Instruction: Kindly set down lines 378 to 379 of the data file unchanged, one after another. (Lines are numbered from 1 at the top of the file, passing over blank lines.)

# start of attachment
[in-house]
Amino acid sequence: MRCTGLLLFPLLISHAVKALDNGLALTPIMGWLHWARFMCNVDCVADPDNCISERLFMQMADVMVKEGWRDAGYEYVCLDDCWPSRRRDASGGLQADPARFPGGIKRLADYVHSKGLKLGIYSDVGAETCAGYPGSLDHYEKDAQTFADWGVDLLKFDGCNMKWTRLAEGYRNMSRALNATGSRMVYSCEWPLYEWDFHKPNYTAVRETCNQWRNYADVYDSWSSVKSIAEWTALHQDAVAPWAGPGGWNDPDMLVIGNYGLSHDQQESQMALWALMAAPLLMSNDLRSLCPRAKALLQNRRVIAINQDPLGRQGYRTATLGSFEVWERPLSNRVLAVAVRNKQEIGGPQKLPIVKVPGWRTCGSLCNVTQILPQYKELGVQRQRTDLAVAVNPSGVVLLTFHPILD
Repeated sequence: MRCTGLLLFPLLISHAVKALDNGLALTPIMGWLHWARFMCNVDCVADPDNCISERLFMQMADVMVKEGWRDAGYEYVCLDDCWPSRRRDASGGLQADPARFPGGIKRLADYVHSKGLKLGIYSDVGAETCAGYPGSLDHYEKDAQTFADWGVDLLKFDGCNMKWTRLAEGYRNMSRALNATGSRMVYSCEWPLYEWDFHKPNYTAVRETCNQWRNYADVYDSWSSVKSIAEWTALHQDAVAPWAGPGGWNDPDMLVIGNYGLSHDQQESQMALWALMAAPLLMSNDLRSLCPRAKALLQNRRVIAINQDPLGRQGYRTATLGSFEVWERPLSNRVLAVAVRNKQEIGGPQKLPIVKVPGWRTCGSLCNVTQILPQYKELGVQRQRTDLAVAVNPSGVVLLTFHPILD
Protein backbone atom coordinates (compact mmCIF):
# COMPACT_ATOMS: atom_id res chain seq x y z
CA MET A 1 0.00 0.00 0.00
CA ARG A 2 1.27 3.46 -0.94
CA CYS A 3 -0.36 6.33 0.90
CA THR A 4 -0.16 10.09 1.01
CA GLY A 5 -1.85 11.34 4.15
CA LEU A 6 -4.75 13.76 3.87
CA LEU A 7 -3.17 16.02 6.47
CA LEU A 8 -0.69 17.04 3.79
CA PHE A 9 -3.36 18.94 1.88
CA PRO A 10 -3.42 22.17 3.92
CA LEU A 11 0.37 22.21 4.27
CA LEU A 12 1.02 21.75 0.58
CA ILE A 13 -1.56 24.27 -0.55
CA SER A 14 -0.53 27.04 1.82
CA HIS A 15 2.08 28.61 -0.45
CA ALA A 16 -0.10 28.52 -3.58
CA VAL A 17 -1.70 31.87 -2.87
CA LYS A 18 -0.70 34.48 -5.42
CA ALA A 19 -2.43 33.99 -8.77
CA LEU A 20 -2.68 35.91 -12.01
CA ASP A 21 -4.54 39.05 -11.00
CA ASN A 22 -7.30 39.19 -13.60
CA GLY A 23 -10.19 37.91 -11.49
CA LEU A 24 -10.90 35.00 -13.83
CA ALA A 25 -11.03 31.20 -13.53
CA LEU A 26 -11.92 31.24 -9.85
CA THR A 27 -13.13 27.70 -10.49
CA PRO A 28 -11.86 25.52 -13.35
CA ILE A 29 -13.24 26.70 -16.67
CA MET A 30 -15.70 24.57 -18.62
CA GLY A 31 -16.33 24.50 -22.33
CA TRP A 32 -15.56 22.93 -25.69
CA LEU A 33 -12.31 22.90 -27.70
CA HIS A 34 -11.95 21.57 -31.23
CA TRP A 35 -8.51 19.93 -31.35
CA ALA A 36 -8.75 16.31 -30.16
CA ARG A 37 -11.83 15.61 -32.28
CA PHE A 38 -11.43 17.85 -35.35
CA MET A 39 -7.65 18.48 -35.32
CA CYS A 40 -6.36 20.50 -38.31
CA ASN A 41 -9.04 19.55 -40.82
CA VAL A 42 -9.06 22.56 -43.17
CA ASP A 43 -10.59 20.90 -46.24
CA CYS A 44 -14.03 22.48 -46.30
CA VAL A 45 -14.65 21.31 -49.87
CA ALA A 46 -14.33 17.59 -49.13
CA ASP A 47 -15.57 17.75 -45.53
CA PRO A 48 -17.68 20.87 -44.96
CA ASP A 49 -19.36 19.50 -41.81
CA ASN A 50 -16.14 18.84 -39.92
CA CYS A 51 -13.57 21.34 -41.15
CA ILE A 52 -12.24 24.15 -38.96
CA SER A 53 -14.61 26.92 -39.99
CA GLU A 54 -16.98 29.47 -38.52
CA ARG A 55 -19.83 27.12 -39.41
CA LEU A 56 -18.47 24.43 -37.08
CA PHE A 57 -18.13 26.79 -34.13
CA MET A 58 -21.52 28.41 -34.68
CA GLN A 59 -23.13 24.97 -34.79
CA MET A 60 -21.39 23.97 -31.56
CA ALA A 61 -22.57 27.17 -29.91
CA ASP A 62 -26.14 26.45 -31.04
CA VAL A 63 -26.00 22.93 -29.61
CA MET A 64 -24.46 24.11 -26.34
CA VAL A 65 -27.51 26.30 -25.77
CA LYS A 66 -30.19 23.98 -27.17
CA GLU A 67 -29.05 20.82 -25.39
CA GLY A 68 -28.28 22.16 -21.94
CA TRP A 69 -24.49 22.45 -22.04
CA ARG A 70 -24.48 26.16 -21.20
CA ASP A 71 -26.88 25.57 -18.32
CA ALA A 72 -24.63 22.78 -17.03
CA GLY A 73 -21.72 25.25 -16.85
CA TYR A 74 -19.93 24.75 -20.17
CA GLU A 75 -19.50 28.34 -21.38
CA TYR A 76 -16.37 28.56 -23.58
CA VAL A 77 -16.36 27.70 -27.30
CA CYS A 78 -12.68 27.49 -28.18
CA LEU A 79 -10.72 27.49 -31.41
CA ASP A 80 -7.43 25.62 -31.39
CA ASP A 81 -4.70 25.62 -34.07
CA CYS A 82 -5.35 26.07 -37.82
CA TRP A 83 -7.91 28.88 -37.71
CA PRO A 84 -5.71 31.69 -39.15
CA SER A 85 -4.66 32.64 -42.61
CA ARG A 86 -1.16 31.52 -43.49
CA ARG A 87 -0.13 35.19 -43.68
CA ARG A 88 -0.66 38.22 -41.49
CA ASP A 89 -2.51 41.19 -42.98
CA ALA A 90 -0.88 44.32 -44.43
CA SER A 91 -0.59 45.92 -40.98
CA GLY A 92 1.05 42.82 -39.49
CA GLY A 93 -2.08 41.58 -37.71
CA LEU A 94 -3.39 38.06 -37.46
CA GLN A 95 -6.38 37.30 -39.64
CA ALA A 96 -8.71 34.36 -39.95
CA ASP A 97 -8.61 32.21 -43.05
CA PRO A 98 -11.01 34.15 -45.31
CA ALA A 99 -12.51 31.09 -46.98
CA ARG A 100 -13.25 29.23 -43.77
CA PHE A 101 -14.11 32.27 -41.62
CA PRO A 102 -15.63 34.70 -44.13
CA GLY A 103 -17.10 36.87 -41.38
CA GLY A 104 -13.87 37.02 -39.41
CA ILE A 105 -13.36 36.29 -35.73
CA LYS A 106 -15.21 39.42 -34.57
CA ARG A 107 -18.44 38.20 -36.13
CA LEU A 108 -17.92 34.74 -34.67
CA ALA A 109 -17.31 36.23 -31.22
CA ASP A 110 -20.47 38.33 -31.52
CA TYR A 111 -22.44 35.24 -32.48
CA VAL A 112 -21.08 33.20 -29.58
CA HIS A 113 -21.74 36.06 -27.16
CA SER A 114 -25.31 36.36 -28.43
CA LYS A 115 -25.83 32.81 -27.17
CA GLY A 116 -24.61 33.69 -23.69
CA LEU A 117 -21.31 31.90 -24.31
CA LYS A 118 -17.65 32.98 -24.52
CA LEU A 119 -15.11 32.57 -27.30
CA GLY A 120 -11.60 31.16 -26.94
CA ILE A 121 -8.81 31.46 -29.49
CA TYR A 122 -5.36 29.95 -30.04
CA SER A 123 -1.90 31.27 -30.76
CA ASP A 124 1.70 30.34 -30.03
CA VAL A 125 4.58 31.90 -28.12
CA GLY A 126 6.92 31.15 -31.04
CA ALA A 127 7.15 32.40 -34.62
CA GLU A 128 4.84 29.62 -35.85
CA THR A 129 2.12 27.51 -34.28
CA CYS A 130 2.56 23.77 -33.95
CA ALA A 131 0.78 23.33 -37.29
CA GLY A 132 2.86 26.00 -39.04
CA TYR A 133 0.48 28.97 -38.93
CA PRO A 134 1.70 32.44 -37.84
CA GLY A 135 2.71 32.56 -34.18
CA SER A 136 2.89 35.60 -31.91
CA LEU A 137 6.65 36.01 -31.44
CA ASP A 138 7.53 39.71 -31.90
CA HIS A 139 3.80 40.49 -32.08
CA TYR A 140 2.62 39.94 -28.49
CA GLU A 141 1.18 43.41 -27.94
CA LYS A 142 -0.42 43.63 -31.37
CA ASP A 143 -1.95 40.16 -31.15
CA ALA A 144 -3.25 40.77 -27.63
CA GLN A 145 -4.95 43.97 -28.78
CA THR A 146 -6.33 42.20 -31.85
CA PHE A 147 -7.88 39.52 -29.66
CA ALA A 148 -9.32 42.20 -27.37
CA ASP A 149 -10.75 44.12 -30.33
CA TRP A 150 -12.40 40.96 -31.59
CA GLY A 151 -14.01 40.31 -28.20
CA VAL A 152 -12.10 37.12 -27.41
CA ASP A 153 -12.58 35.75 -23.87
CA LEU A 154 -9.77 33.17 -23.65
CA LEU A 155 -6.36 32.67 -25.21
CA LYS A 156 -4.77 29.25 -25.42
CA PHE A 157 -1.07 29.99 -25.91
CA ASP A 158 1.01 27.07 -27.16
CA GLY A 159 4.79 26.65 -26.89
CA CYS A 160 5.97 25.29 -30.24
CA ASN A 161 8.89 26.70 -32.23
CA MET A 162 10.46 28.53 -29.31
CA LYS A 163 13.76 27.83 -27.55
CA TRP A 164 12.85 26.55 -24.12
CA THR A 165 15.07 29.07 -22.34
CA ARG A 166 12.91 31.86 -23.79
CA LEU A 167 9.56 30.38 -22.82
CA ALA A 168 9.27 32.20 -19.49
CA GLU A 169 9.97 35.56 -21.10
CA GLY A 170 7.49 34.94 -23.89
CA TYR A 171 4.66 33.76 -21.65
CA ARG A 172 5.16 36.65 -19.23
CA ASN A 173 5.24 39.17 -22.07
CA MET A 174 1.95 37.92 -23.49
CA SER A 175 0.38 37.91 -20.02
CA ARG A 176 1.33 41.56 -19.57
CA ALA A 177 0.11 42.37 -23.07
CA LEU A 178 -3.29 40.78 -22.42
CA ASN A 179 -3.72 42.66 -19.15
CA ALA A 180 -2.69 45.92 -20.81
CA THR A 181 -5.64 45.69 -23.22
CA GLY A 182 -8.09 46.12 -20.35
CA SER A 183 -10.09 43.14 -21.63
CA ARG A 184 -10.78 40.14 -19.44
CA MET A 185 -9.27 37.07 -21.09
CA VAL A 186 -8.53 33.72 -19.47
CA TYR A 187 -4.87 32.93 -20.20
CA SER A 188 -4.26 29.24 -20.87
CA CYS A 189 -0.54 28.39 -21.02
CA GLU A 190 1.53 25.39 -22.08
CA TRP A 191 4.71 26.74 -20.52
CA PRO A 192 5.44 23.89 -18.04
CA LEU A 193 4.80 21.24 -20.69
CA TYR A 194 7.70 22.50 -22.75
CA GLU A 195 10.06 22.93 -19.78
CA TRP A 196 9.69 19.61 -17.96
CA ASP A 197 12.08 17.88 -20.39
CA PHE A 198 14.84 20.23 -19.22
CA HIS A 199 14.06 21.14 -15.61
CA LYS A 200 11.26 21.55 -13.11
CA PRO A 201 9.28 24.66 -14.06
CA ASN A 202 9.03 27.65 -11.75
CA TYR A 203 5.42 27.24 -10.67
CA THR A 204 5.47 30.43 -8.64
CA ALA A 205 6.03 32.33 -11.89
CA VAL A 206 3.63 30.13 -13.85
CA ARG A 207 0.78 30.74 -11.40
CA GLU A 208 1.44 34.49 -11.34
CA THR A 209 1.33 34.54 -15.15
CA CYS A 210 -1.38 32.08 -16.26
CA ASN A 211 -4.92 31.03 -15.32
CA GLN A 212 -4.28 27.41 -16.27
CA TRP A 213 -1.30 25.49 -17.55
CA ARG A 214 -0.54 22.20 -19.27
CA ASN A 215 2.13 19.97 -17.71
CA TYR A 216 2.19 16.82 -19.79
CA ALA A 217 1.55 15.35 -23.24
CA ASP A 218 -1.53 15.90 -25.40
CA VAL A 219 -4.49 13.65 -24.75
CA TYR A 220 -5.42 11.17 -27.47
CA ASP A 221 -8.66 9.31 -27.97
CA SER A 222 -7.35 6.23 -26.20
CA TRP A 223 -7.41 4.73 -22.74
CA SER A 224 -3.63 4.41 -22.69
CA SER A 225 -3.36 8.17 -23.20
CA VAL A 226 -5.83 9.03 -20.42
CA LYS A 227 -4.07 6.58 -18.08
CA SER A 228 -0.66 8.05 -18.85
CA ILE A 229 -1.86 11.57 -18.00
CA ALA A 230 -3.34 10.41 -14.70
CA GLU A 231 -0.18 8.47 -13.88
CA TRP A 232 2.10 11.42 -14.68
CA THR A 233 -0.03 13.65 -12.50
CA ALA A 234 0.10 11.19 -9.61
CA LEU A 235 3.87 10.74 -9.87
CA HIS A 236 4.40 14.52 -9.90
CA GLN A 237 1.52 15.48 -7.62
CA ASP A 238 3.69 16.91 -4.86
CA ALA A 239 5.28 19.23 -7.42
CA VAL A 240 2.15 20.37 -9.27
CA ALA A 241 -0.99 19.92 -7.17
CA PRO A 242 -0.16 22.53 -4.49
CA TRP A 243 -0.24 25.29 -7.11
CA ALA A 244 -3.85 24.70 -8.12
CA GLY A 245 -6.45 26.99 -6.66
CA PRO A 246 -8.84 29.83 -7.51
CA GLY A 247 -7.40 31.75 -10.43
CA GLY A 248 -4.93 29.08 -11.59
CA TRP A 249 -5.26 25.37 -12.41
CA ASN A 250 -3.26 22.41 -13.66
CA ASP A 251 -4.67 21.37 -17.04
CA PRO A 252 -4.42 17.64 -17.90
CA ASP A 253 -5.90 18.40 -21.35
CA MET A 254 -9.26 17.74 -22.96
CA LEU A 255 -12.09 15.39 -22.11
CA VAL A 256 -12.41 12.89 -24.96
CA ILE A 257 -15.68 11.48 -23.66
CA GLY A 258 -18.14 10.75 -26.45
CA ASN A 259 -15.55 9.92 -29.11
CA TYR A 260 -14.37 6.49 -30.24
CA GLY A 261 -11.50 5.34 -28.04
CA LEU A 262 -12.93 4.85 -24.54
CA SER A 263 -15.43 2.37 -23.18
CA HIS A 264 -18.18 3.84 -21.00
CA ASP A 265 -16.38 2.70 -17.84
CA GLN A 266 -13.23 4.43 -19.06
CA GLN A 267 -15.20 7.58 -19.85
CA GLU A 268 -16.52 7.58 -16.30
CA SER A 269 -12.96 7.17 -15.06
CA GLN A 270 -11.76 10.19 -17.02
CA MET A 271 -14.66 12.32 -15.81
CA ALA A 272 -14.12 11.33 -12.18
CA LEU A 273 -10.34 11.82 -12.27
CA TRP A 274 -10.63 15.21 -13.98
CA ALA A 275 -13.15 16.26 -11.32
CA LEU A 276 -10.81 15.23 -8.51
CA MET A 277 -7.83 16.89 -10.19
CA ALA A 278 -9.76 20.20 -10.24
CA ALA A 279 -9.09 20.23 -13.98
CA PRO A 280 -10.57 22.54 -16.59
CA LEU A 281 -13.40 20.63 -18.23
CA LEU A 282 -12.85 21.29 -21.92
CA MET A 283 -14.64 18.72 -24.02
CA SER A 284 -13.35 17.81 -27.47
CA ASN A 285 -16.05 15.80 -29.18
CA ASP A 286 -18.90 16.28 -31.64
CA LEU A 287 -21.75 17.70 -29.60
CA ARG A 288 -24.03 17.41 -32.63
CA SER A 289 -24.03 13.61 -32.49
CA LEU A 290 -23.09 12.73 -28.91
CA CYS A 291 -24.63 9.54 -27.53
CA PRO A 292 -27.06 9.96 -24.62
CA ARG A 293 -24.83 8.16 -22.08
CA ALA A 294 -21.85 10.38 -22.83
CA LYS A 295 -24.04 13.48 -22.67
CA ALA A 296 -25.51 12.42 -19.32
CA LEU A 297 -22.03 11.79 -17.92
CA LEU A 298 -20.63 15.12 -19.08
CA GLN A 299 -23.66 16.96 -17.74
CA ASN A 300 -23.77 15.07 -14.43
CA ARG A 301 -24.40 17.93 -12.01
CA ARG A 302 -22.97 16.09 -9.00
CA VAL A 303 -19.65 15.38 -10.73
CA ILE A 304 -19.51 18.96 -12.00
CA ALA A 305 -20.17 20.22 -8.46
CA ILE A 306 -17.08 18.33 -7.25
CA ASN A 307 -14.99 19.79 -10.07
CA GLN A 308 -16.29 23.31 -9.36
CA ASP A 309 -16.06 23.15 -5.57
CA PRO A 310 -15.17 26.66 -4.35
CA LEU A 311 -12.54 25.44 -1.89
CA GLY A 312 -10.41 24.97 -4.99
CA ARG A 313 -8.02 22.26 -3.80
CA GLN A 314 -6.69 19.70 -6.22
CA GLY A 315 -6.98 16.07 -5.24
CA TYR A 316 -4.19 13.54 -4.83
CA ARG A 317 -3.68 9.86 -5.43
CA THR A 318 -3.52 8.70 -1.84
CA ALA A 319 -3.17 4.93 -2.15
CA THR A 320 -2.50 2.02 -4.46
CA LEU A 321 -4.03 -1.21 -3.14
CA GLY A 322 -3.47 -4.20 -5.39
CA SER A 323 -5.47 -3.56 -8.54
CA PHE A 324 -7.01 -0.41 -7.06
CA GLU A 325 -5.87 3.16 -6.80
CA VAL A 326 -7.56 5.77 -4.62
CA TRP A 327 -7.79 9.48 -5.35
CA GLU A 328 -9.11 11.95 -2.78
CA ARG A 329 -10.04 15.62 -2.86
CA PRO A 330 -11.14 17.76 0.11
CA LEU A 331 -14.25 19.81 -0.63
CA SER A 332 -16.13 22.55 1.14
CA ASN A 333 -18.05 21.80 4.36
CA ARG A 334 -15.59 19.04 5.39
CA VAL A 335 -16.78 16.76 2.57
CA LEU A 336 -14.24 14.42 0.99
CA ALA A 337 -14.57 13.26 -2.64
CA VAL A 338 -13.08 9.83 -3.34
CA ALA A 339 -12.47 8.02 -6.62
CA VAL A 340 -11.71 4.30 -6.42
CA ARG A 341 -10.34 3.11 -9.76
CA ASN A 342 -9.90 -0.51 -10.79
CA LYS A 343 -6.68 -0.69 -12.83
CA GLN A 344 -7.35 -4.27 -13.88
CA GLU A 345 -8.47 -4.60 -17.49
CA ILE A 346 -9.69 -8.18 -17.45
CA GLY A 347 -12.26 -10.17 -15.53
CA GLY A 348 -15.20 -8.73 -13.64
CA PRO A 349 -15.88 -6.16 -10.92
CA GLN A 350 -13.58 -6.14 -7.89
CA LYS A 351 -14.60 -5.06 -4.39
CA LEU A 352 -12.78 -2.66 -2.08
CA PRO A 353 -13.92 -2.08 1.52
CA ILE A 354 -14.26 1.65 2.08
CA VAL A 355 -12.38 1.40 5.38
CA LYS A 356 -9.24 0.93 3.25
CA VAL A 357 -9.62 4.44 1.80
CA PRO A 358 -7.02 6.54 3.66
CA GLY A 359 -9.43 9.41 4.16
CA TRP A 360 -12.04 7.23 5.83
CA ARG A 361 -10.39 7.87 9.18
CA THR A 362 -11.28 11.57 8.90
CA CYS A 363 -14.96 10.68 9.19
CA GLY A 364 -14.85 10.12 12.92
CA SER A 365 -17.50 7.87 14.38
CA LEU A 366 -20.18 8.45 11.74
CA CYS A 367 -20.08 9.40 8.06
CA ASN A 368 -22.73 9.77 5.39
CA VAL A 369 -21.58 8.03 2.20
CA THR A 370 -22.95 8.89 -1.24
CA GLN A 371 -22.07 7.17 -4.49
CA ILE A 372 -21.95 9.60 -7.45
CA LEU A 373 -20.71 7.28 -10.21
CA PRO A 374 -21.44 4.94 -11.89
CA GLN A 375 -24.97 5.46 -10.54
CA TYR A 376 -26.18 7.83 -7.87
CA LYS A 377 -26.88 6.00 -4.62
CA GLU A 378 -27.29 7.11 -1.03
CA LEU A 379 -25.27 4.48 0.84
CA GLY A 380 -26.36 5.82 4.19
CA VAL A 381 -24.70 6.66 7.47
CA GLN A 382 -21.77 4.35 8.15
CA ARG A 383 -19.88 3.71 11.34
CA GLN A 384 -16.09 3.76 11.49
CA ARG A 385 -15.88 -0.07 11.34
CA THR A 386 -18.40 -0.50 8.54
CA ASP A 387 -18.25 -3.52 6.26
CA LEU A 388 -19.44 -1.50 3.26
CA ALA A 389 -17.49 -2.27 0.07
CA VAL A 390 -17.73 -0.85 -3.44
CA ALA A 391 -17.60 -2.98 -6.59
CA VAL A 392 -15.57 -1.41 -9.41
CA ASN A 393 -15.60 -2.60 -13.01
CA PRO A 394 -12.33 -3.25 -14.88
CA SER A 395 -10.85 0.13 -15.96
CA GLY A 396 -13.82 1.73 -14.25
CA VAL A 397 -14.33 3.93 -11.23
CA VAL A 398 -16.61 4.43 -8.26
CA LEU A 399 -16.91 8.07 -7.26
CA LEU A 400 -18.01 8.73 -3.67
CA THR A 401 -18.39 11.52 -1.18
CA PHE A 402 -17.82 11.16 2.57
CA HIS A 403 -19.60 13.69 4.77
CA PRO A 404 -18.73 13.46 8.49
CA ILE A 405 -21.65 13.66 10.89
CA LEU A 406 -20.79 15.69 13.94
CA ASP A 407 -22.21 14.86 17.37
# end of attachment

CA LEU A 373 -20.71 7.28 -10.21
CA PRO A 374 -21.44 4.94 -11.89